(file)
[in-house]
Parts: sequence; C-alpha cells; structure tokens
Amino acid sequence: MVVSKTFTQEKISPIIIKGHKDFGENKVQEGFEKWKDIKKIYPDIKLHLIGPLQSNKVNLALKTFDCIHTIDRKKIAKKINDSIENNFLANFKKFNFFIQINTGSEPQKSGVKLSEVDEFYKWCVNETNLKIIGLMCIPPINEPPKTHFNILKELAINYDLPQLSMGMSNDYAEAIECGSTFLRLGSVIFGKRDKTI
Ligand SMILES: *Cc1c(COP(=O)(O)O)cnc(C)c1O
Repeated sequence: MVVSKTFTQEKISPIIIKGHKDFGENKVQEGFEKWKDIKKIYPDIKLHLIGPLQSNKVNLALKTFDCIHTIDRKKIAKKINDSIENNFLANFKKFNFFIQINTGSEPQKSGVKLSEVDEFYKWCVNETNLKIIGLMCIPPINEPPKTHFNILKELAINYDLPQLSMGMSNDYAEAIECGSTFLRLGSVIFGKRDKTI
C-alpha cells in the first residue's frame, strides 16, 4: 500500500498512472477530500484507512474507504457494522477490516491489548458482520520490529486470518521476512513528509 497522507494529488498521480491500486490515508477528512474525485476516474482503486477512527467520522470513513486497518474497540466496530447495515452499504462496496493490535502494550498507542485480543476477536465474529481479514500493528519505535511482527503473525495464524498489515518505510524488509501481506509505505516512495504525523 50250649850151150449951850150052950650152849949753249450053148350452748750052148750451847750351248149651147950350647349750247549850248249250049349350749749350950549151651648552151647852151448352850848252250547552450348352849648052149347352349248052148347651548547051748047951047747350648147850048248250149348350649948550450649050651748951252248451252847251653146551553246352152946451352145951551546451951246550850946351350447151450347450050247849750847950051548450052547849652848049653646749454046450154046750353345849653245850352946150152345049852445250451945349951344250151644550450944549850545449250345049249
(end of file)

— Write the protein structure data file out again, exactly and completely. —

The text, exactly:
[in-house]
Parts: sequence; C-alpha cells; structure tokens
Amino acid sequence: MVVSKTFTQEKISPIIIKGHKDFGENKVQEGFEKWKDIKKIYPDIKLHLIGPLQSNKVNLALKTFDCIHTIDRKKIAKKINDSIENNFLANFKKFNFFIQINTGSEPQKSGVKLSEVDEFYKWCVNETNLKIIGLMCIPPINEPPKTHFNILKELAINYDLPQLSMGMSNDYAEAIECGSTFLRLGSVIFGKRDKTI
Ligand SMILES: *Cc1c(COP(=O)(O)O)cnc(C)c1O
Repeated sequence: MVVSKTFTQEKISPIIIKGHKDFGENKVQEGFEKWKDIKKIYPDIKLHLIGPLQSNKVNLALKTFDCIHTIDRKKIAKKINDSIENNFLANFKKFNFFIQINTGSEPQKSGVKLSEVDEFYKWCVNETNLKIIGLMCIPPINEPPKTHFNILKELAINYDLPQLSMGMSNDYAEAIECGSTFLRLGSVIFGKRDKTI
C-alpha cells in the first residue's frame, strides 16, 4: 500500500498512472477530500484507512474507504457494522477490516491489548458482520520490529486470518521476512513528509 497522507494529488498521480491500486490515508477528512474525485476516474482503486477512527467520522470513513486497518474497540466496530447495515452499504462496496493490535502494550498507542485480543476477536465474529481479514500493528519505535511482527503473525495464524498489515518505510524488509501481506509505505516512495504525523 50250649850151150449951850150052950650152849949753249450053148350452748750052148750451847750351248149651147950350647349750247549850248249250049349350749749350950549151651648552151647852151448352850848252250547552450348352849648052149347352349248052148347651548547051748047951047747350648147850048248250149348350649948550450649050651748951252248451252847251653146551553246352152946451352145951551546451951246550850946351350447151450347450050247849750847950051548450052547849652848049653646749454046450154046750353345849653245850352946150152345049852445250451945349951344250151644550450944549850545449250345049249